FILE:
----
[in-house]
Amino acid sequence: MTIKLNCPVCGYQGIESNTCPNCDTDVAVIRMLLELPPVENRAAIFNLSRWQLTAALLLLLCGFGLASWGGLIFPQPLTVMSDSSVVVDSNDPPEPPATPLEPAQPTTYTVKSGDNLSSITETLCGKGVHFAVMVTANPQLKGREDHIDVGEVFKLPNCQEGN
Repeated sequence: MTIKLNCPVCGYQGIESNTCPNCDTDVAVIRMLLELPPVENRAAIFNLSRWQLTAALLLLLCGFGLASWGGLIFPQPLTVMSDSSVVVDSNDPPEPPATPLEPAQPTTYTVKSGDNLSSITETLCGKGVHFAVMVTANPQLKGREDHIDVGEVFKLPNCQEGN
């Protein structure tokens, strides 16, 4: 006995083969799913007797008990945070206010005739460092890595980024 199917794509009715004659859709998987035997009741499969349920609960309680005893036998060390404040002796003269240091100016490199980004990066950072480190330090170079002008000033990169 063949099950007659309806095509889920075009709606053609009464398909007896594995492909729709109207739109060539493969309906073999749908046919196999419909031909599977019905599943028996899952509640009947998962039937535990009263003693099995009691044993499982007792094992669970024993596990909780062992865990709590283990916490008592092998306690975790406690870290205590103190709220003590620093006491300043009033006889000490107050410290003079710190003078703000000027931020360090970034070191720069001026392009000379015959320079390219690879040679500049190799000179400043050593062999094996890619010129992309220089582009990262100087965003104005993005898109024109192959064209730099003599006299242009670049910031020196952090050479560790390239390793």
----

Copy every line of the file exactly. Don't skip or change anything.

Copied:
[in-house]
Amino acid sequence: MTIKLNCPVCGYQGIESNTCPNCDTDVAVIRMLLELPPVENRAAIFNLSRWQLTAALLLLLCGFGLASWGGLIFPQPLTVMSDSSVVVDSNDPPEPPATPLEPAQPTTYTVKSGDNLSSITETLCGKGVHFAVMVTANPQLKGREDHIDVGEVFKLPNCQEGN
Repeated sequence: MTIKLNCPVCGYQGIESNTCPNCDTDVAVIRMLLELPPVENRAAIFNLSRWQLTAALLLLLCGFGLASWGGLIFPQPLTVMSDSSVVVDSNDPPEPPATPLEPAQPTTYTVKSGDNLSSITETLCGKGVHFAVMVTANPQLKGREDHIDVGEVFKLPNCQEGN
């Protein structure tokens, strides 16, 4: 006995083969799913007797008990945070206010005739460092890595980024 199917794509009715004659859709998987035997009741499969349920609960309680005893036998060390404040002796003269240091100016490199980004990066950072480190330090170079002008000033990169 063949099950007659309806095509889920075009709606053609009464398909007896594995492909729709109207739109060539493969309906073999749908046919196999419909031909599977019905599943028996899952509640009947998962039937535990009263003693099995009691044993499982007792094992669970024993596990909780062992865990709590283990916490008592092998306690975790406690870290205590103190709220003590620093006491300043009033006889000490107050410290003079710190003078703000000027931020360090970034070191720069001026392009000379015959320079390219690879040679500049190799000179400043050593062999094996890619010129992309220089582009990262100087965003104005993005898109024109192959064209730099003599006299242009670049910031020196952090050479560790390239390793």